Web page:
Security Zone

A security zone is a specific portion of a network to which certain security protocols and guidelines apply. These protocols will vary depending on the zone. Traditionally, the three layers of network security zones are 1) the outer zone, such as the Internet; 2) the zone in between, often including a firewall; and 3) the trusted inner or private network. This inner zone might be all of a company’s private resources, such as their connected networks, IP address, and applications. The outer zone is public, often requesting access to parts of the private network: for example, an Internet user searching for the company’s webpage.

The in-between security zone is often known as a demilitarized zone (or DMZ). This middle zone is where the outer and inner networks interact. A firewall would be employed in this middle area; it filters traffic and requests from the public outer network to the private one. In a traditional network zone structure, a DMZ receives heavy monitoring because it is where Internet users or traffic from public networks are most likely to enter the private network and potentially access sensitive data. DMZs can include the places where internal and external servers communicate, like websites and domain name system servers.

Traditional network segmentation vs. microsegmentation

Security zones typically rely on perimeter technology, such as firewalls, to filter all of the traffic and requests coming from outer networks. That’s traditional network segmentation: the entire private network of a company is surrounded by security measures. But inside, there is little to no protection. If an attacker does make it past the firewall, they have access to all of the internal network’s connected applications and platforms.

It’s better to implement microsegmentation, especially for larger organizations with more sensitive data. Microsegmentation establishes security zones within the private network as well, not trusting that every bit of traffic that passes through the firewall is safe. Establishing smaller security zones that all have their own protocols (which might vary depending on the application or platform) is better for big networks, in case an attacker accesses them. Zero trust is a similar security approach.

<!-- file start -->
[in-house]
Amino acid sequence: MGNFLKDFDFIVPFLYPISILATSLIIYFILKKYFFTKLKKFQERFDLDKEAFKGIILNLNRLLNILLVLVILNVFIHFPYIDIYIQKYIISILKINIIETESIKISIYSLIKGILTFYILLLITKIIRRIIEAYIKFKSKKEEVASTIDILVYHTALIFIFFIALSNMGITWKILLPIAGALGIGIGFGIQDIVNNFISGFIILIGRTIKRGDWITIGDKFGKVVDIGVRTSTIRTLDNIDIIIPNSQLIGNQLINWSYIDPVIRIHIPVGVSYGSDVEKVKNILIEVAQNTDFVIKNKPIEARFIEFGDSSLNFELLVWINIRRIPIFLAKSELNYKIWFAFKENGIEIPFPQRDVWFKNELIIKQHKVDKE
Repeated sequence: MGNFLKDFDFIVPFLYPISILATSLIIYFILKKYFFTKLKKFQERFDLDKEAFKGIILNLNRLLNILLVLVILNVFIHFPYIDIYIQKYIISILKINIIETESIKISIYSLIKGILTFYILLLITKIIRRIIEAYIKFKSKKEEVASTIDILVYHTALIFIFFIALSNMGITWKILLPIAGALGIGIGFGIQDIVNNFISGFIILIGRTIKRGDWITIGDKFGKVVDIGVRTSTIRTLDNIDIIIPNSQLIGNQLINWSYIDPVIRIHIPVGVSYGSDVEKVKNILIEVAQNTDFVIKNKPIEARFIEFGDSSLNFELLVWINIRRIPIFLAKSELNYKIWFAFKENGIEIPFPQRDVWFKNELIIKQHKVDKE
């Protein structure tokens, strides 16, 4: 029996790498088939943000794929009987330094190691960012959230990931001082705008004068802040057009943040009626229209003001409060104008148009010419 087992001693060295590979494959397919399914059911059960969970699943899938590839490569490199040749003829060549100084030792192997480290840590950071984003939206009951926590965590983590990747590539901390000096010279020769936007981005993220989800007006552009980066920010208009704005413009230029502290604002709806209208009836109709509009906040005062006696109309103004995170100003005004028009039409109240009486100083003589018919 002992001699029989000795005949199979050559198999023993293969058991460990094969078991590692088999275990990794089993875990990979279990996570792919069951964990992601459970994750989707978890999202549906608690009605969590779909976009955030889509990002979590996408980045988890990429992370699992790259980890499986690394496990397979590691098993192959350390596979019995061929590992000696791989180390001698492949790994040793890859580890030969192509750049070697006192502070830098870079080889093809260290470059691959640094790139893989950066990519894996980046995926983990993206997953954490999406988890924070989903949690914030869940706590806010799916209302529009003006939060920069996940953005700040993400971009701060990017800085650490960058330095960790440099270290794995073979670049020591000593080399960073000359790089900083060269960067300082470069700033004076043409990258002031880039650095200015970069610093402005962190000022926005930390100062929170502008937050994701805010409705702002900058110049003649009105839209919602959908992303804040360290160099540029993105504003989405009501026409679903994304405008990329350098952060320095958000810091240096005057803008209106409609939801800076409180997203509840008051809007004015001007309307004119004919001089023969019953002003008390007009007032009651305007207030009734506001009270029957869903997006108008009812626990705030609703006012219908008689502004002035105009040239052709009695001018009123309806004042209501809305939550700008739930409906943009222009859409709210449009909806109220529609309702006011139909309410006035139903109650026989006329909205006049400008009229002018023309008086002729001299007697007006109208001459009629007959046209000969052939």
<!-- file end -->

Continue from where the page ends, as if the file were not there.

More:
Jenna Phipps
Jenna Phipps is a contributor for websites such as Webopedia.com and Enterprise Storage Forum. She writes about information technology security, networking, and data storage. Jenna lives in Nashville, TN.

Top Articles

The Complete List of 1500+ Common Text Abbreviations & Acronyms

Text Abbreviations reviewed by Web Webster   From A3 to ZZZ we list 1,559 SMS, online chat, and text abbreviations to help you translate and understand...

Windows Operating System History & Versions

The Windows operating system (Windows OS) refers to a family of operating systems developed by Microsoft Corporation. We look at the history of Windows...

How to Create a Website Shortcut on Your Desktop

Website Shortcut on Your Desktop reviewed by Web Webster   This Webopedia guide will show you how to create a website shortcut on your desktop using...

Generations of Computers (1st to 5th)

Reviewed by Web Webster Learn about each of the 5 generations of computers and major technology developments that have led to the computing devices that...

How to Indent in...

Microsoft Word is a graphical word...

Webcam

A webcam, short for web camera, is a piece of video hardware that...

Binary System

The binary system in computing uses the base 2 number system to power...